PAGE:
1 Aug, 2023
Record low unemployment in NSW fuels interest rate bets
Record low unemployment in NSW fuels interest rate bets

Markets have raised bets that outgoing Reserve Bank governor Philip Lowe will increase interest rates after the jobless rate in Australia’s most populous state fell to 2.9 per cent, entrenching unemployment at a level Treasury and the central bank say is inflationary.

About 32,600 people found work in June, the latest Australian Bureau of Statistics data shows, countering economists’ expectations for modest employment growth of 15,000.

The gains helped the jobless rate hold steady at a downwardly revised 3.5 per cent, keeping the national unemployment rate within the narrow 3.4 per cent to 3.7 per cent range it has hovered in since June last year.

Evidence of persistent labour market tightness prompted traders to revise higher their estimate of the RBA’s peak cash rate to 4.5 per cent from 4.4 per cent.

Markets ascribe a 56 per cent chance the central bank will increase the cash rate to 4.35 per cent from 4.1 per cent at its meeting on August 1, up from 36 per cent before the release of the jobs figures. They are fully priced for a 0.25 percentage point increase by RBA deputy governor Michele Bullock’s first meeting as RBA governor on October 3.

Successive months of strong jobs growth pushed the unemployment rates in NSW and Tasmania to their lowest levels on record at 2.9 per cent and 3.5 per cent, respectively.

Ms Bullock said last month a 4.5 per cent unemployment rate was necessary to engineer a return to the RBA’s 2 to 3 per cent inflation target.

As unions push the RBA to maintain unemployment at levels the central bank views as unsustainable, Employment Minister Tony Burke would not be drawn into the debate on Thursday.

He neither backed union claims nor shared the RBA’s concerns about the inflationary effects of the tight of the jobs market.

“When someone gets a job, we see that as a success,” Mr Burke said.

Economists say the June-quarter consumer price index, due on July 26, will be the main factor determining whether the RBA increases the cash rate to 4.35 per cent on August 1.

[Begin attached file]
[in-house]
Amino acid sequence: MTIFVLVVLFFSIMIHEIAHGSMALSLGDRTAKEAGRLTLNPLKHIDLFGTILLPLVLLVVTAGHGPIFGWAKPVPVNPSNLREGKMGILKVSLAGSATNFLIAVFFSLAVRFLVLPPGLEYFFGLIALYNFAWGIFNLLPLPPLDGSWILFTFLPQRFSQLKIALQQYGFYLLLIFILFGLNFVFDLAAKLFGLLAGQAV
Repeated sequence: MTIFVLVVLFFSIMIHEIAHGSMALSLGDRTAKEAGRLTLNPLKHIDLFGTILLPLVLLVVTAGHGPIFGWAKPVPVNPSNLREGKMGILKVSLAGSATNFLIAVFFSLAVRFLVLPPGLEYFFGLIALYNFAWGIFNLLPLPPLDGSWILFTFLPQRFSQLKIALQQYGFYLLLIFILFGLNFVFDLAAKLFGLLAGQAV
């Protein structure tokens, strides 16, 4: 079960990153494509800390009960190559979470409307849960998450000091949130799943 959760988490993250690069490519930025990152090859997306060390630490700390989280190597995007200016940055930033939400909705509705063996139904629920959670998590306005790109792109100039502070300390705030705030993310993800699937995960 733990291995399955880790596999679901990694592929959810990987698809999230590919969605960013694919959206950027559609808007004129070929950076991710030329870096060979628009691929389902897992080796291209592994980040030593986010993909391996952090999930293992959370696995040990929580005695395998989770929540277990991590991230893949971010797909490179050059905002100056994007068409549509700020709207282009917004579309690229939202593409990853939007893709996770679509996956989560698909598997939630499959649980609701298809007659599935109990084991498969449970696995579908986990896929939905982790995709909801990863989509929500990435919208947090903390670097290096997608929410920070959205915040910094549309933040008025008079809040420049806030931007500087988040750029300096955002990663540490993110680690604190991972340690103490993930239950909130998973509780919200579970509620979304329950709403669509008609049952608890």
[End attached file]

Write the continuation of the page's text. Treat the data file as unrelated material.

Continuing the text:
NAB expects headline inflation to fall to 6.1 per cent in the June quarter, but its economist Taylor Nugent said that would not signal an end to rate rises.

“Overall, while we do not expect the June-quarter outcome to sharply surprise the RBA’s May forecast, we do think that the detail will be indicative of some persistence in inflation pressures that the RBA has been citing as a risk,” Mr Nugent said.

The Australian Council of Trade Unions is pushing Labor to redefine full employment as “zero involuntary unemployment” in the federal government’s updated Statement on the Conduct of Monetary Policy, due to be signed with the RBA later this year.

The change, if adopted, would alter the RBA’s existing approach to monetary policymaking, given the bank uses as its main gauge of full employment the non-accelerating inflation rate of unemployment (NAIRU).

The RBA estimates the NAIRU, which is the unemployment rate at which inflation is neither rising nor falling, to be in the “low 4s”, meaning the central bank views the current 3.5 per cent unemployment rate as unsustainably low.

Full-time increase

Although high interest rates have forced households to cut discretionary purchases, the slowdown in spending is yet to spill over into the jobs market, which is tighter than at any point in almost 50 years.

June’s employment gains were driven by a 39,300 increase in full-time workers, which was only partly offset by a 6700 fall in part-time employment.